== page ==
France’s Constitutional Council on Thursday struck down large parts of a divisive new immigration law that was voted in parliament with the backing of the far right, ruling that the measures go against the constitution.
The Council, which is tasked with validating the constitutionality of laws approved by parliament, threw out all or part of 32 of the law’s 86 articles, largely for procedural reasons.
It notably struck down the bulk of clauses introduced by opposition rightwing lawmakers to further toughen the bill during a turbulent parliamentary process.
Opponents of the reform had accused President Emmanuel Macron's government of caving in to pressure from the far right to get the law through parliament.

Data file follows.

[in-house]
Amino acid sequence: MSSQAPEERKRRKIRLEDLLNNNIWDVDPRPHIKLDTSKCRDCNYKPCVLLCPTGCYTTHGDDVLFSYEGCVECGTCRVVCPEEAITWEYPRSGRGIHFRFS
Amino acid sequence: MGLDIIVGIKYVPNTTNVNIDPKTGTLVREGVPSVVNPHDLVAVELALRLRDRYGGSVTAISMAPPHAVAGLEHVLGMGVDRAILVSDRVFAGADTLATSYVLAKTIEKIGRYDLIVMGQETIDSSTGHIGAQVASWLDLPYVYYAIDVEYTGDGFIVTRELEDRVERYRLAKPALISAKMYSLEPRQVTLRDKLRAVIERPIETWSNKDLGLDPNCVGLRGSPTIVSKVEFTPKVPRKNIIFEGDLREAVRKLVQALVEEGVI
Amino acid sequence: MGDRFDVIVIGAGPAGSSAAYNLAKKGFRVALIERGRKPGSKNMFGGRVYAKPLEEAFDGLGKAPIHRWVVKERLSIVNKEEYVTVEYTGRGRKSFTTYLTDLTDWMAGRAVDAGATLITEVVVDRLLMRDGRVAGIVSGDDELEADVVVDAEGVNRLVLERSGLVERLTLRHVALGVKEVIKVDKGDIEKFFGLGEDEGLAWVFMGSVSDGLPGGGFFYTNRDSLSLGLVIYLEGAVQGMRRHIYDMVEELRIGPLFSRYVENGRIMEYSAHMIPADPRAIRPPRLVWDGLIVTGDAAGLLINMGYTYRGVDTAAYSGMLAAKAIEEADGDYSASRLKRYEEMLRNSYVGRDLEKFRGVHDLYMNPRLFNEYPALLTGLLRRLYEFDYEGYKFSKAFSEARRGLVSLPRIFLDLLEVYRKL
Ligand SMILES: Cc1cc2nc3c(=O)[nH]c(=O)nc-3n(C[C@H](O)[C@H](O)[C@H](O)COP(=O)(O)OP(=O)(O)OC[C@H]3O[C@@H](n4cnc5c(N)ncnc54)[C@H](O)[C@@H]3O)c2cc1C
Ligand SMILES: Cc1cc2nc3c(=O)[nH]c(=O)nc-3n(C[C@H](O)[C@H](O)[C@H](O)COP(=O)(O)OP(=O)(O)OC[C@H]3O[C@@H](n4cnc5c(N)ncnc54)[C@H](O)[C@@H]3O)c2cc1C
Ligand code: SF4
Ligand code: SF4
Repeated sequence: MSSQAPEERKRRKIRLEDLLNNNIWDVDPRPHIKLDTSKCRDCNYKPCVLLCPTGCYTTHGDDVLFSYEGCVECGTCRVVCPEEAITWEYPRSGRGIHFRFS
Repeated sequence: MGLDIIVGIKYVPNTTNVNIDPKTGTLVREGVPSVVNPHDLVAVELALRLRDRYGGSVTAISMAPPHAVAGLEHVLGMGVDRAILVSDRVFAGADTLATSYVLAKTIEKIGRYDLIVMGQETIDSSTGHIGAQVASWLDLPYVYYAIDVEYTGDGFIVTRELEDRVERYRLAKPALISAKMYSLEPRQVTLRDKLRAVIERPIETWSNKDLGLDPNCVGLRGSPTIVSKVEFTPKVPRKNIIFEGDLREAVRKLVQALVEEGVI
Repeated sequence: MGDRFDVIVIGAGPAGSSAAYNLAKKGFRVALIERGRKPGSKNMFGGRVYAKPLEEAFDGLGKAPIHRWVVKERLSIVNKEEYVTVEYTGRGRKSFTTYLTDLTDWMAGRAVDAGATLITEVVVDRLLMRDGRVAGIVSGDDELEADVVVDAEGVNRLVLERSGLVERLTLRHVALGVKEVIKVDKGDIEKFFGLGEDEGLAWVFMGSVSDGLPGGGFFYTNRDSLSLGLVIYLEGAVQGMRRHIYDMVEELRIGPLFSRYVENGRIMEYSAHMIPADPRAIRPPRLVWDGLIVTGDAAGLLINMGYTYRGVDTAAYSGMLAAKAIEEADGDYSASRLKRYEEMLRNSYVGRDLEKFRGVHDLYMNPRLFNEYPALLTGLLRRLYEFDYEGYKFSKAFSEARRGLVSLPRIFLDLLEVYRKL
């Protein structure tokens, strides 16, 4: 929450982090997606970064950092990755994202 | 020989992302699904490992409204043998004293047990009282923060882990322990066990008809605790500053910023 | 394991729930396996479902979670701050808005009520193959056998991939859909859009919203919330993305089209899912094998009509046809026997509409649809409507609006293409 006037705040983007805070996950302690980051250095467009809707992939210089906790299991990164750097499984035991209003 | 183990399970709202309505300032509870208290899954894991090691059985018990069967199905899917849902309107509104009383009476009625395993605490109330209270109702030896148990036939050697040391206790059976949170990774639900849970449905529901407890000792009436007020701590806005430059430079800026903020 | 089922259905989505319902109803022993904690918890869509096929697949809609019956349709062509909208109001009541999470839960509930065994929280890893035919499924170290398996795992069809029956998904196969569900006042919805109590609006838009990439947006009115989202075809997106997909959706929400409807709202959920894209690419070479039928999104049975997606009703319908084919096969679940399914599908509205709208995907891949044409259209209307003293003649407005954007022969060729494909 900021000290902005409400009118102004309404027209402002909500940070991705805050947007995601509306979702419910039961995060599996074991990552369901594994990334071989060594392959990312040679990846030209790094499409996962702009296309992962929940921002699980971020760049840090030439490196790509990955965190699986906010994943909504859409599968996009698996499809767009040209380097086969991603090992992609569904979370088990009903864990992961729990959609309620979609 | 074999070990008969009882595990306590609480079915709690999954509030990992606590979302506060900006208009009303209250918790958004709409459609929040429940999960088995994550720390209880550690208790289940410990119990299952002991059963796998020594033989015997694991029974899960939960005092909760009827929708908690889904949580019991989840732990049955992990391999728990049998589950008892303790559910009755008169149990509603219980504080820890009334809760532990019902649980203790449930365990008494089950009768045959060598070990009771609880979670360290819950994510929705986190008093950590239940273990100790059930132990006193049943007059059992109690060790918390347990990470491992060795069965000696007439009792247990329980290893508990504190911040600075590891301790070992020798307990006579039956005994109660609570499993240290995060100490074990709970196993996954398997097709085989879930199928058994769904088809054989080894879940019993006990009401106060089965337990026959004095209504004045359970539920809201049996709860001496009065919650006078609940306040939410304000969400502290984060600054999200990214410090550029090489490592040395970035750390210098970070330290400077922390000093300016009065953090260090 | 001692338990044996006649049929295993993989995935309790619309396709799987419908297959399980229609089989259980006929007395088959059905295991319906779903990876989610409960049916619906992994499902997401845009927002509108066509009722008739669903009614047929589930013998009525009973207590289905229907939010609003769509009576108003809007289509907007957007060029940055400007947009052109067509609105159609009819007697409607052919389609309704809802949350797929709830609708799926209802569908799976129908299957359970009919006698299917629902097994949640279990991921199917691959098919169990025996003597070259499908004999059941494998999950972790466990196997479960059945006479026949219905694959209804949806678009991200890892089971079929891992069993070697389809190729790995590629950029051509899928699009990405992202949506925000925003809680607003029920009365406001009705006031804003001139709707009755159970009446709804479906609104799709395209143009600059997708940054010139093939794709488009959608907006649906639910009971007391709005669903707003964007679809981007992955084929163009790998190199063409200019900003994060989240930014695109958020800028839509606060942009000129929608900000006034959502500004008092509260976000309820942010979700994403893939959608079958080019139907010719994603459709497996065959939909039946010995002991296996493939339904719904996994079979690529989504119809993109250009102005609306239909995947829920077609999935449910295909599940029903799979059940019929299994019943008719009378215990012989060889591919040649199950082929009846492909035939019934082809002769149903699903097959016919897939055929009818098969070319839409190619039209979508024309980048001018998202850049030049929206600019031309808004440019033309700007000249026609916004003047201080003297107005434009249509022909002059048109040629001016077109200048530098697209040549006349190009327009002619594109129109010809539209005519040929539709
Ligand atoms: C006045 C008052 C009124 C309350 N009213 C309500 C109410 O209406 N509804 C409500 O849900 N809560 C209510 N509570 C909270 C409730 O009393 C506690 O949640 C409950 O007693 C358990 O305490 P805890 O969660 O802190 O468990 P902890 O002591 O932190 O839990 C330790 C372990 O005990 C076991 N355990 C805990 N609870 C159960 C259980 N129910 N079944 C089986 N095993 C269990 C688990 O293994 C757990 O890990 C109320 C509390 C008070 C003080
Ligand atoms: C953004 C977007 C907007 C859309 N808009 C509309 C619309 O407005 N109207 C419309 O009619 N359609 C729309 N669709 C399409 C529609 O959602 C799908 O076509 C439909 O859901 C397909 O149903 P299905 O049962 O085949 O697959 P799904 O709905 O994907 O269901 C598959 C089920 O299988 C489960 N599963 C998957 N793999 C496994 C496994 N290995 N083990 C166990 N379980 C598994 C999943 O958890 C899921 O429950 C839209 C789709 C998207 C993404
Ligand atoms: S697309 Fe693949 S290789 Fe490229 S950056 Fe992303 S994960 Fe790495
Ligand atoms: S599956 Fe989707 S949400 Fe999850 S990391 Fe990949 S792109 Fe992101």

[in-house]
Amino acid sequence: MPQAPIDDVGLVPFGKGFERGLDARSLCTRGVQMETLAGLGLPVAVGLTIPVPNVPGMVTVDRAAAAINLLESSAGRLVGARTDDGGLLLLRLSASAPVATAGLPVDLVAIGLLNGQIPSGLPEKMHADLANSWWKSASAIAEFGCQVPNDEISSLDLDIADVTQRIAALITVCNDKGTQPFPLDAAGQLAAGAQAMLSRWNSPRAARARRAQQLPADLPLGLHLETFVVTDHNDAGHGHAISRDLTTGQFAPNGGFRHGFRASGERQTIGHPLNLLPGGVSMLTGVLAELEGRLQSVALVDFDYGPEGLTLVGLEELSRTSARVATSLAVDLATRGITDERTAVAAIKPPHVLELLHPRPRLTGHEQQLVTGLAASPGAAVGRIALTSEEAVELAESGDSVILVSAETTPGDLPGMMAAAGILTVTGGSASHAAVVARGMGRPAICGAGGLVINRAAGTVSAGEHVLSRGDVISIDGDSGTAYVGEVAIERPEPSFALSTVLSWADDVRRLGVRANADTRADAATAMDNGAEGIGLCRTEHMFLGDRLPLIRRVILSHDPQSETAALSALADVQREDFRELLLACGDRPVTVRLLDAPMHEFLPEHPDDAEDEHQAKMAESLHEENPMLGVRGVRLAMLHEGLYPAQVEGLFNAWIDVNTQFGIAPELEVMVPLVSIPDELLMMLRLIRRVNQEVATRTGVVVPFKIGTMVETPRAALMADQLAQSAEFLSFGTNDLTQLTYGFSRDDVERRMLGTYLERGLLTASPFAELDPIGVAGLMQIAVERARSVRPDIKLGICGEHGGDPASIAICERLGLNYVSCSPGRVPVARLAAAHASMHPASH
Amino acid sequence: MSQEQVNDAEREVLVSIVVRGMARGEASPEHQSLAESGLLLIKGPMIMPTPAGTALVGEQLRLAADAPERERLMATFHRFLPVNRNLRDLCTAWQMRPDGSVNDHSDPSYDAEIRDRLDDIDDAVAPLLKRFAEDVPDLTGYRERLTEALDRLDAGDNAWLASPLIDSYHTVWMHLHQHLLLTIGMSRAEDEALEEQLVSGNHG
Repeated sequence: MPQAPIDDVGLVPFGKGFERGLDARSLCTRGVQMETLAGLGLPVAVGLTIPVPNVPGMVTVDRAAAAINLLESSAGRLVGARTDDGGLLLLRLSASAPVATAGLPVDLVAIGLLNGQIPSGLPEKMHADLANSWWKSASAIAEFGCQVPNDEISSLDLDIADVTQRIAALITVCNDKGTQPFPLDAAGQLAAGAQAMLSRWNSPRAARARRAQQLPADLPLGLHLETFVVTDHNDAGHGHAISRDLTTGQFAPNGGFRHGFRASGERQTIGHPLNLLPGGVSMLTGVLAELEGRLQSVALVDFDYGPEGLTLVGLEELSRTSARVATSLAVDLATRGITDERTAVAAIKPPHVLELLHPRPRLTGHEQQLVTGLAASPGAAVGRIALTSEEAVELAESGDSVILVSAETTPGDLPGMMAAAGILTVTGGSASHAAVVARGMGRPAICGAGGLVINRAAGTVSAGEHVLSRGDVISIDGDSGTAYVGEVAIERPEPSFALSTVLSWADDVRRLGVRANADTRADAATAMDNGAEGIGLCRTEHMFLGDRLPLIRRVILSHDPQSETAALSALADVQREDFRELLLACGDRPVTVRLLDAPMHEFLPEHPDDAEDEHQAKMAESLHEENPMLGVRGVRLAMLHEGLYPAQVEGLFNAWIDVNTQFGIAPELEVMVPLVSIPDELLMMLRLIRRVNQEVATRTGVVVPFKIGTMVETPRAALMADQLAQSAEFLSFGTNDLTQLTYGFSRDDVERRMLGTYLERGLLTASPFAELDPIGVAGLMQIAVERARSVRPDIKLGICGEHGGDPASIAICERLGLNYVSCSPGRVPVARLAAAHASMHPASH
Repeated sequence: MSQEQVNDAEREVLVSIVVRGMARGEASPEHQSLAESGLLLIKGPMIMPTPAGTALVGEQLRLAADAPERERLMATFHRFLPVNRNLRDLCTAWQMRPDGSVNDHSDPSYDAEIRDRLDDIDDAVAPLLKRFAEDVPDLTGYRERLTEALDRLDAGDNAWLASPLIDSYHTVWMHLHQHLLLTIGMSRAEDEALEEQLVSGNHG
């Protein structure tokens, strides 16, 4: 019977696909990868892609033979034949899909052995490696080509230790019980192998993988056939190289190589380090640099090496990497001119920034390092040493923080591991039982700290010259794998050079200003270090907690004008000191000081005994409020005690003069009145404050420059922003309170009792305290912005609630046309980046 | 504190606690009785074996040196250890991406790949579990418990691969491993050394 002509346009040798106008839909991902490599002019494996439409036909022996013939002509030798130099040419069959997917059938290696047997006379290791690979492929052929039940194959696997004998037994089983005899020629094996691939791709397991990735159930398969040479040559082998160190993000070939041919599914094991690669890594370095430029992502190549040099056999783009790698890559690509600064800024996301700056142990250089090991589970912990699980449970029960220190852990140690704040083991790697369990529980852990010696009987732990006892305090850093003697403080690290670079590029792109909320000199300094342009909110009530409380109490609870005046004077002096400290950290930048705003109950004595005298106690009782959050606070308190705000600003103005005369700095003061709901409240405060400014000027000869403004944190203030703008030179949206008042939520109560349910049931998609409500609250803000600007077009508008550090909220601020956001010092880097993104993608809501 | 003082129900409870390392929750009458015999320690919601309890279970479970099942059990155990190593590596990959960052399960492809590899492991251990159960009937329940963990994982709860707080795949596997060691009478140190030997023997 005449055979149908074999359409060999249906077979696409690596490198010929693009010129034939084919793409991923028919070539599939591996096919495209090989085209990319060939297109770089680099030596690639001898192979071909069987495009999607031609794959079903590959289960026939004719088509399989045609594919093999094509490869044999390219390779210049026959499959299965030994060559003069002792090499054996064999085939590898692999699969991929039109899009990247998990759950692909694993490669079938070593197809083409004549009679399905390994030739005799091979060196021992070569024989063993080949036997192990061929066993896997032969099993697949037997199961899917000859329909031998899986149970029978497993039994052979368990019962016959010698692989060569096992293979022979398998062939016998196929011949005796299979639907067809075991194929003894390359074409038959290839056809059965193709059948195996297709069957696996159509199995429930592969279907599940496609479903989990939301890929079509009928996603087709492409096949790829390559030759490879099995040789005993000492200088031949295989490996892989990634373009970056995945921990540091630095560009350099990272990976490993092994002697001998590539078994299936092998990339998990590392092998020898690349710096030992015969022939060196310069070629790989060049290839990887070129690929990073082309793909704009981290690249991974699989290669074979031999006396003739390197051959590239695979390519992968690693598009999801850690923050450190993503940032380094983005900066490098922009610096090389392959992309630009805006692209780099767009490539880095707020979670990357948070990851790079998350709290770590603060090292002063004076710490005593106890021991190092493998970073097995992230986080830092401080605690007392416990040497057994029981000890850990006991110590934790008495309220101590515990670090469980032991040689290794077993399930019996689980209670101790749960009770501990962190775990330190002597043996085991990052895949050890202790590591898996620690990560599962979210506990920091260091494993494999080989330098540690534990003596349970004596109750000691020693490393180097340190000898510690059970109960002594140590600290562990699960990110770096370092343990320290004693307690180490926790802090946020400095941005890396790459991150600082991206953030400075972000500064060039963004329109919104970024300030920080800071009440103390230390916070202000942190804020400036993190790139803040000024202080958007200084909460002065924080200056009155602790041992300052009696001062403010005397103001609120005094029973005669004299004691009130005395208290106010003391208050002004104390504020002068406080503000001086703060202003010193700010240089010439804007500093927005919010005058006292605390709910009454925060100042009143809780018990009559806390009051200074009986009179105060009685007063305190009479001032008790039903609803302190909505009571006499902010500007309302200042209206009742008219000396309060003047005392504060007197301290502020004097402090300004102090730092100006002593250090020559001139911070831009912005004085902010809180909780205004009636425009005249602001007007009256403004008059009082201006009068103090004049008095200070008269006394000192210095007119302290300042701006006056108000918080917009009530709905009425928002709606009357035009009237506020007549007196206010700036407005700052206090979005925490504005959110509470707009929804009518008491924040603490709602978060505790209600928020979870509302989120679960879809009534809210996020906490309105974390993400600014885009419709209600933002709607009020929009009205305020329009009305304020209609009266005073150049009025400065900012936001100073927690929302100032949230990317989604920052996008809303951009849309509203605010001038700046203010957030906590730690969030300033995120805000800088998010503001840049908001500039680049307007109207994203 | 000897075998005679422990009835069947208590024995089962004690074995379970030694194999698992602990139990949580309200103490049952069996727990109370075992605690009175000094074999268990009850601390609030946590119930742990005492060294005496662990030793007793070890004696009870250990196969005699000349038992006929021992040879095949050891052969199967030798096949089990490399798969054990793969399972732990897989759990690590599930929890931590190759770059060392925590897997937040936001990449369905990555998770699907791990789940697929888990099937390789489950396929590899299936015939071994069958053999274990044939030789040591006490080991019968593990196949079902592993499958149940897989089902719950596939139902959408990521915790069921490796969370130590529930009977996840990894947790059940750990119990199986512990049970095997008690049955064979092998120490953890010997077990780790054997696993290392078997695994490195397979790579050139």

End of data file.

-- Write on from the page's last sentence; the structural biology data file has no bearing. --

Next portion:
About 75,000 people took to the streets nationwide over the weekend to protest the proposed legislation, in anticipation of the Constitutional Council's decision.
Below are some of the key measures that were thrown out by the court.
Delayed access to social benefits
The proposed legislation made the payment of some social benefits to foreigners conditional on their employment status.
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